The unstable warm moist air is rapidly cooled adiabatically to produce: cumulonimbus clouds, thunderstorms and low pressure characteristics
The upward currents form the 'powerhouse of the general global circulation'
They turn latent heat into potential energy
At ground level, ITCZ = gentle variable winds (doldrums)
As rising sir cools to the temperature of the surrounding environment, uplift ceases
Begins to move away from equator
Further cooling increases density and diversion by coriolis forces air to slow and descend The Ferrel Cell
Remaining air is diverted polewards
Forms westerly winds which collect moisture when crossing sea areas
These warm winds meet cold artic air at polar front (60˚ N) and are uplifted to form are of low pressure
Unstable conditions= mid-latitude depressions and rainfall Depressions are another method by which surplus heat is transferred. While some of this rising air eventually returns to the tropics, some travels polewards…
Polar Cell… where, having lost its heat, it descends to form a stable area of high pressure. Air returning to the polar front does so as the cold easterlies.
Climate- KANO When the ITCZ is to the south of the equator, the north-east winds prevail over Nigeria, producing the dry-season conditions. When the ITCZ moves into the Northern Hemisphere, the south westerly wind prevails as far inland to bring rain fall during the wet season.
Temperatures are high throughout the year
Short, slightly cooler season when the sun is overhead at the tropic
The annual range of temperature is slightly greater (than for equatorial climates) due to the sun's slightly reduced angle in the sky for most parts of the year, the greater distance from the sea, and the less complete cloud and vegetation cover.
In Kano the annual range is 8*C.
Temperatures may drop slightly at the onset of the rainy season which in Kano is usually in May. For most of the year, cloud cover is limited, allowing diurnal temperatures to exceed 25*C. The main characteristic of this climate is the alternating wet and dry seasons.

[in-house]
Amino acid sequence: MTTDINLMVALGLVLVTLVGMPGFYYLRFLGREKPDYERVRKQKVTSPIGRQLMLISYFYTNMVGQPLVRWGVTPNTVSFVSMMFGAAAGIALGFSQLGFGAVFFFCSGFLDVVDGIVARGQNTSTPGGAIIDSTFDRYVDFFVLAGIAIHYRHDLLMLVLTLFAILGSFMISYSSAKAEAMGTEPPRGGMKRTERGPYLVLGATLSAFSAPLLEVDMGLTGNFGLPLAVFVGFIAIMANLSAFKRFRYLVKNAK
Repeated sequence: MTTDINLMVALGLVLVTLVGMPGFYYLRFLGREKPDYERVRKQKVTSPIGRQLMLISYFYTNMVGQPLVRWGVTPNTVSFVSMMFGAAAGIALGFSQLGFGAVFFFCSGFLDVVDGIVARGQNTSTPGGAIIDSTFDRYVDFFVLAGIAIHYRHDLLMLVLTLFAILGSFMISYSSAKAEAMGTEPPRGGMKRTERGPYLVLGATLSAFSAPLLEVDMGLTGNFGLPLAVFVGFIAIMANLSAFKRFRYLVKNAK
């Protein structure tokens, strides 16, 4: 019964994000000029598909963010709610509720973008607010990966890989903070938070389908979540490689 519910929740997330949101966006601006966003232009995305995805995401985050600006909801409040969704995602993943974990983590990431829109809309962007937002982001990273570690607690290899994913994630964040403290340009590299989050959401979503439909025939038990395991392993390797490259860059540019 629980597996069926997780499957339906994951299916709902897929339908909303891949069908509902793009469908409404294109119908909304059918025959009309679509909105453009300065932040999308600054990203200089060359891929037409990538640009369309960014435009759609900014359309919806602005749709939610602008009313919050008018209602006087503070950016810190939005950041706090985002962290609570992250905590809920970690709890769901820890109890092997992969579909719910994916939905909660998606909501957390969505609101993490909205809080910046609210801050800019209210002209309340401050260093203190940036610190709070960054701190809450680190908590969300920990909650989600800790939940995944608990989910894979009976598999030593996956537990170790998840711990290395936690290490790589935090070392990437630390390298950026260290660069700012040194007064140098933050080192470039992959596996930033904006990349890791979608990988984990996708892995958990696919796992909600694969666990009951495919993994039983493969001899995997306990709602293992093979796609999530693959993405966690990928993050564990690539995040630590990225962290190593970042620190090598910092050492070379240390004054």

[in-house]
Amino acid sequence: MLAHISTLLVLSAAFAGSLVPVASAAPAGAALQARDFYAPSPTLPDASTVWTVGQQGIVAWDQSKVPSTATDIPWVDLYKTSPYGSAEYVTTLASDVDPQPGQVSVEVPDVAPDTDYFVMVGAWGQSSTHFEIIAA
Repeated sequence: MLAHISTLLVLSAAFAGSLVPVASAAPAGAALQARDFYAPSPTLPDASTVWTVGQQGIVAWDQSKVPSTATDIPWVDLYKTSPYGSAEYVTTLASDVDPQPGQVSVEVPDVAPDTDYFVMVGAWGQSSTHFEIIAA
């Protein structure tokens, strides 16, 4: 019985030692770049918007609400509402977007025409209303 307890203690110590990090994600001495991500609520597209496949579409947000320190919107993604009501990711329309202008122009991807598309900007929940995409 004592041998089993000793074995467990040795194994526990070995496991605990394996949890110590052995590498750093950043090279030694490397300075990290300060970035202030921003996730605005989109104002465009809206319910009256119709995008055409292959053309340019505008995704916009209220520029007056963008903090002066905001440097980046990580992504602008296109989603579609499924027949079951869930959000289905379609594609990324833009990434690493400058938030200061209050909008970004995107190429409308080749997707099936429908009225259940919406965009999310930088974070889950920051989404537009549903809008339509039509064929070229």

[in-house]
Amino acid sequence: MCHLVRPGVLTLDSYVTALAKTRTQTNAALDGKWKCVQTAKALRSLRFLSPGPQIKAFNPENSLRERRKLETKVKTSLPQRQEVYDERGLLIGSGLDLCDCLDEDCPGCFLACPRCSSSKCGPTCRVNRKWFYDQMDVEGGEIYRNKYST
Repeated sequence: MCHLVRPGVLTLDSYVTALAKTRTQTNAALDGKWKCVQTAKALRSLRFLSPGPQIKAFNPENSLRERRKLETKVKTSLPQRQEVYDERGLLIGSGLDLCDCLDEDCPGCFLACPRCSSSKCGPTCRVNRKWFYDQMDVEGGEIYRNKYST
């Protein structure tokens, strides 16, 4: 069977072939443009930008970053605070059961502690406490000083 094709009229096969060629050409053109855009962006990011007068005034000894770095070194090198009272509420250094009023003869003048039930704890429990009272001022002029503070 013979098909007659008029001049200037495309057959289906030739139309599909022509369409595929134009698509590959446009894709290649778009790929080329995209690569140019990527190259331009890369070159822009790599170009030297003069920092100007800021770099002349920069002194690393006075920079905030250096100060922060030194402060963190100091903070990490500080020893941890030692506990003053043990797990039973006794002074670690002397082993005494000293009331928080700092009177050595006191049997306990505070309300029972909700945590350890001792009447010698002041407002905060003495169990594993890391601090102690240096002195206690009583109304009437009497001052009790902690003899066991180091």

• The wet season occurs when the sun moves overhead bringing with it the thermal equator, the ITCZ, and the equatorial low pressure belt.
• Heavy convectional rainstorms can give 80% of the annual rainfall in four or five months.
• The dry season corresponds with the moving away of the ITCZ, leaving the area with the strong steady trade winds.
• The trades are dry because they are warming as they blow towards the Equator and they will have shed any moisture on distant east coasts.
• The Northern Nigeria the trade winds come from the source region of the arid Sahara desert so are very dry. (Called the Harmattan/Doctor)
• Places nearer to the desert margins tend to experience dry, stable conditions (the sub-tropical high pressure) caused by the migration of the descending limb of the Hadley Cell.
• Humidity is also low in this season.
Sometimes in West Africa the path of the easterly flowing equatorial jet stream, which is associated with the monsoon of Asia, moves further south causing a 'blocking' high pressure which prevents the 'summer' rains arriving in northern Nigeria leading to drought conditions.